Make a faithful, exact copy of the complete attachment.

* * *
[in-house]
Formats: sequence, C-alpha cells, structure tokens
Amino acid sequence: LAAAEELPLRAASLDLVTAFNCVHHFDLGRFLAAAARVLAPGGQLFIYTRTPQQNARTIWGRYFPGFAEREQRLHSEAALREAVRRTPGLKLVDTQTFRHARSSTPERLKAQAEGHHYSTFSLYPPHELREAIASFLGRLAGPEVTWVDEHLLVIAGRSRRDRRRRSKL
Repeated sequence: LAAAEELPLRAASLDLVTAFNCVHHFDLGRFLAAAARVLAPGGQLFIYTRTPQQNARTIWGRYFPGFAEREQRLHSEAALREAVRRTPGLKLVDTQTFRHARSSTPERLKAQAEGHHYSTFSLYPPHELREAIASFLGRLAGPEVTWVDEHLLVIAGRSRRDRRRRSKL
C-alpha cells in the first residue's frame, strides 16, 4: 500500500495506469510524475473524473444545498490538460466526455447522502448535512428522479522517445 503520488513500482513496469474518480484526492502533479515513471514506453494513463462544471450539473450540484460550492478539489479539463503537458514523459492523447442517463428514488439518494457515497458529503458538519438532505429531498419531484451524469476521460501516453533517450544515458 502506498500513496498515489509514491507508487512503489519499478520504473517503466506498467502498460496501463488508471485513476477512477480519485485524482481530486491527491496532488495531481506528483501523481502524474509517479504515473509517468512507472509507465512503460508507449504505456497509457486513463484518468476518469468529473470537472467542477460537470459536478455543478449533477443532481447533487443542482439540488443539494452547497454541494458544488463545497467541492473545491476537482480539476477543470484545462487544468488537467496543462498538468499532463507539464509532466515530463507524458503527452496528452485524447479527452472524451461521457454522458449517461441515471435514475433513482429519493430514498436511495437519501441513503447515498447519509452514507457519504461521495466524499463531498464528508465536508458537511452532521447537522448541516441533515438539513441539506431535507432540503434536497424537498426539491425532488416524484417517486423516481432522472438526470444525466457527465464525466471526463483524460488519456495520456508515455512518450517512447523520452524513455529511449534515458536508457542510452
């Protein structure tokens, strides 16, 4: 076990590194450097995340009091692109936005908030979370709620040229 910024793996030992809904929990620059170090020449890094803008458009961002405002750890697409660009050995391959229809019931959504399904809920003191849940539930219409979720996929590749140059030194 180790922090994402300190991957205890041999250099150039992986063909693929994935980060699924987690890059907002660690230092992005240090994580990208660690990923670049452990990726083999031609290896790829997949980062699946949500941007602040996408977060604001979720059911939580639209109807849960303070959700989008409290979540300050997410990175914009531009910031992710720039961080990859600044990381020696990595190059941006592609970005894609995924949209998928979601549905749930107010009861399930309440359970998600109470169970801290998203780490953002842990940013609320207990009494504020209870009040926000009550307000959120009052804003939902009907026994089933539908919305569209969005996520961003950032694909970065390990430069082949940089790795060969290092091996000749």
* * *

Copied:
[in-house]
Formats: sequence, C-alpha cells, structure tokens
Amino acid sequence: LAAAEELPLRAASLDLVTAFNCVHHFDLGRFLAAAARVLAPGGQLFIYTRTPQQNARTIWGRYFPGFAEREQRLHSEAALREAVRRTPGLKLVDTQTFRHARSSTPERLKAQAEGHHYSTFSLYPPHELREAIASFLGRLAGPEVTWVDEHLLVIAGRSRRDRRRRSKL
Repeated sequence: LAAAEELPLRAASLDLVTAFNCVHHFDLGRFLAAAARVLAPGGQLFIYTRTPQQNARTIWGRYFPGFAEREQRLHSEAALREAVRRTPGLKLVDTQTFRHARSSTPERLKAQAEGHHYSTFSLYPPHELREAIASFLGRLAGPEVTWVDEHLLVIAGRSRRDRRRRSKL
C-alpha cells in the first residue's frame, strides 16, 4: 500500500495506469510524475473524473444545498490538460466526455447522502448535512428522479522517445 503520488513500482513496469474518480484526492502533479515513471514506453494513463462544471450539473450540484460550492478539489479539463503537458514523459492523447442517463428514488439518494457515497458529503458538519438532505429531498419531484451524469476521460501516453533517450544515458 502506498500513496498515489509514491507508487512503489519499478520504473517503466506498467502498460496501463488508471485513476477512477480519485485524482481530486491527491496532488495531481506528483501523481502524474509517479504515473509517468512507472509507465512503460508507449504505456497509457486513463484518468476518469468529473470537472467542477460537470459536478455543478449533477443532481447533487443542482439540488443539494452547497454541494458544488463545497467541492473545491476537482480539476477543470484545462487544468488537467496543462498538468499532463507539464509532466515530463507524458503527452496528452485524447479527452472524451461521457454522458449517461441515471435514475433513482429519493430514498436511495437519501441513503447515498447519509452514507457519504461521495466524499463531498464528508465536508458537511452532521447537522448541516441533515438539513441539506431535507432540503434536497424537498426539491425532488416524484417517486423516481432522472438526470444525466457527465464525466471526463483524460488519456495520456508515455512518450517512447523520452524513455529511449534515458536508457542510452
């Protein structure tokens, strides 16, 4: 076990590194450097995340009091692109936005908030979370709620040229 910024793996030992809904929990620059170090020449890094803008458009961002405002750890697409660009050995391959229809019931959504399904809920003191849940539930219409979720996929590749140059030194 180790922090994402300190991957205890041999250099150039992986063909693929994935980060699924987690890059907002660690230092992005240090994580990208660690990923670049452990990726083999031609290896790829997949980062699946949500941007602040996408977060604001979720059911939580639209109807849960303070959700989008409290979540300050997410990175914009531009910031992710720039961080990859600044990381020696990595190059941006592609970005894609995924949209998928979601549905749930107010009861399930309440359970998600109470169970801290998203780490953002842990940013609320207990009494504020209870009040926000009550307000959120009052804003939902009907026994089933539908919305569209969005996520961003950032694909970065390990430069082949940089790795060969290092091996000749």